If you have a very large database, up to 64 TB in size, SQL Clone will let you copy, or 'clone' that database many times, very quickly, making the full database available in multiple SQL Server instances across your development and test environments. And yet in each of these instances, the cloned database takes up only tens of megabytes of disk space, and creating each clone takes seconds, rather than hours. How is this possible? It sounds like magic, but it's not; SQL Clone does all this by making clever use only of standard disk virtualization technologies built into the Windows OS.
Two key concepts underpin the basic functions of SQL Clone: images and clones.
An image is a point-in-time representation of your source SQL Server database, which can be created from database backup files (full and differential), or from a live SQL Server database.
SQL Clone creates the image by first creating a Virtual Hard Disk (VHD), and then copying onto it the database's MDF (schema and data) and LDF (transaction log) files. When creating the image from a live database connection, SQL Clone makes the point-in-time copy of database files using the Windows Volume Shadow Copy Service. When creating the image from backup files (SQL Server backup or Redgate SQL Backup), the image is simply created by restoring the backup. An image is immutable and cannot be altered after it's created.
A clone is an isolated, lightweight copy of the database, created from an image. We can create many clones from a single image. For each clone, SQL Clone creates a VHD, called a differencing disk, on the local instance, with a connection back to the image, so each clone created from an image can access all those same image bytes. All that's stored locally, in the differencing disk, are data pages containing changes made directly to the local clone database.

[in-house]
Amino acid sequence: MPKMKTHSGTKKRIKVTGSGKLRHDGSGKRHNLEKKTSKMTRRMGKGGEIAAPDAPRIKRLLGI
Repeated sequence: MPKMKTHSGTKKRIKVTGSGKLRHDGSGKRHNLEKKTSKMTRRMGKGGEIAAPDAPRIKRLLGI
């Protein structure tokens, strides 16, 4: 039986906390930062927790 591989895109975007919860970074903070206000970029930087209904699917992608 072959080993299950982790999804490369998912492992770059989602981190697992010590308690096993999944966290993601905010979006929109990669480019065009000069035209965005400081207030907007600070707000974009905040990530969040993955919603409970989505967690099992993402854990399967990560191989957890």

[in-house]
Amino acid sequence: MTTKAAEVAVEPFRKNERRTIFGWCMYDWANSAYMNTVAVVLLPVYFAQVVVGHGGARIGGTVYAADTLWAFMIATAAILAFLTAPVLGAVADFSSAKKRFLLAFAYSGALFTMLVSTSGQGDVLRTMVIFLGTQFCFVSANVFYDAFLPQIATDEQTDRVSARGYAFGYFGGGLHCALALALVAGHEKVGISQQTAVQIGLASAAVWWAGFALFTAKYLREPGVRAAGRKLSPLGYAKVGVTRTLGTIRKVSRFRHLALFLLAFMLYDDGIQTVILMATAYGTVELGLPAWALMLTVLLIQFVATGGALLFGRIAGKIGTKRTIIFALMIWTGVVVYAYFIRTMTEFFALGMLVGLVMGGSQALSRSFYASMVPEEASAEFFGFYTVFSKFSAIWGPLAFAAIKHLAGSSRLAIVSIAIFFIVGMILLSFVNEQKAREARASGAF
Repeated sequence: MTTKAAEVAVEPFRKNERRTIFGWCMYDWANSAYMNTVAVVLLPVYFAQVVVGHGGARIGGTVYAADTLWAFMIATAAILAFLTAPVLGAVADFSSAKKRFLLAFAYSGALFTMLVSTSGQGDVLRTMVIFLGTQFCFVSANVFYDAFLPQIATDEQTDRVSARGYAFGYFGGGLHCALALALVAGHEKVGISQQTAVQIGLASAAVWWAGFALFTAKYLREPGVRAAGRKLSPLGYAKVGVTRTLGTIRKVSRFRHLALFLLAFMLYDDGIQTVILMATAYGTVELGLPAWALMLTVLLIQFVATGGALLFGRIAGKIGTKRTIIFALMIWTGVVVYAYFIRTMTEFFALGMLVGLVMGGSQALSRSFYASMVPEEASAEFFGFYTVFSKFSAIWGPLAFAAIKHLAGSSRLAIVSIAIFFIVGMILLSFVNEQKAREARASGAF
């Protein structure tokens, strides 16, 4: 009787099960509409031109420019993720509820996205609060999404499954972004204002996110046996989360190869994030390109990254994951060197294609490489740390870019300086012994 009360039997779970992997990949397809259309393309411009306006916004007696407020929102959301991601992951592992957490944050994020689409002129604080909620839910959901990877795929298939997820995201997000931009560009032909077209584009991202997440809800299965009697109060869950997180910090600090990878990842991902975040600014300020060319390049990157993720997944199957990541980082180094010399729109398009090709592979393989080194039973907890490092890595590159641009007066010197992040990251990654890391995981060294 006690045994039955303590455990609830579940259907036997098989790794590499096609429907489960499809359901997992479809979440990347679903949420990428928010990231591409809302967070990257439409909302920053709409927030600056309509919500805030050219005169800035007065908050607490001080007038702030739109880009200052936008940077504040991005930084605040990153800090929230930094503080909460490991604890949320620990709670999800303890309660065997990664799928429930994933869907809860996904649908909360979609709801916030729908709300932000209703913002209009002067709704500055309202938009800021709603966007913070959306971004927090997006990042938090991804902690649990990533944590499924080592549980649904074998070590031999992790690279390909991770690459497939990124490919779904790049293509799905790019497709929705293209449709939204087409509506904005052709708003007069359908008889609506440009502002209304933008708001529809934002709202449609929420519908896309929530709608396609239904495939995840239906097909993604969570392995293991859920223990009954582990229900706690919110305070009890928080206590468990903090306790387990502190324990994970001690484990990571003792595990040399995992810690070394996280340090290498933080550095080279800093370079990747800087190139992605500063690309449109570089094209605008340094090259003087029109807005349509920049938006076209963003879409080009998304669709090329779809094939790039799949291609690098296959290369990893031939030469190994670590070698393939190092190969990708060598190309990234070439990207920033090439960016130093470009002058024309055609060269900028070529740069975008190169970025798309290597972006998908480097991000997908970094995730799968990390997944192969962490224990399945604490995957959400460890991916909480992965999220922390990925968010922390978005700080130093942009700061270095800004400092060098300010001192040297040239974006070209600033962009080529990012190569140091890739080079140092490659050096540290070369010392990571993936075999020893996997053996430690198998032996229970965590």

When you modify anything in a clone database, SQL Server writes the change to the differencing disk. Any change you make to a clone database will have an effect only on that clone, and will be isolated from the image. When you query data, the operating system reconstructs the required data pages from the differencing disk plus the database files in the original image. All of this is invisible to SQL Server, which works with the clone just as it would with any other database.
SQL Clone uses the VHDX format (.vhdx), the Hyper-V virtual hard disk format used in Windows 8 and in Windows Server 2012, and upwards, which support virtual hard disk sizes up to 64TB. If one of these newer Operating Systems is installed on the host machine, SQL Clone will detect it automatically, and it will enable users to create clones of databases up to 64TB. If not, it will default to the older VHD virtual hard disk format (.vhd), which has a 2TB limit.
If you need to make a large database available in, say, ten SQL Server instances across your development and test environments, then with traditional database provisioning techniques, you'd essentially need to copy the source database files ten times. SQL Clone's clever use of standard disk virtualization technologies means you only need to copy the source database once, in creating the image. From there, it will 'virtualize the data', making it available in as many clones as you require. This makes it blazingly fast to produce a clone, no matter the size of the source database.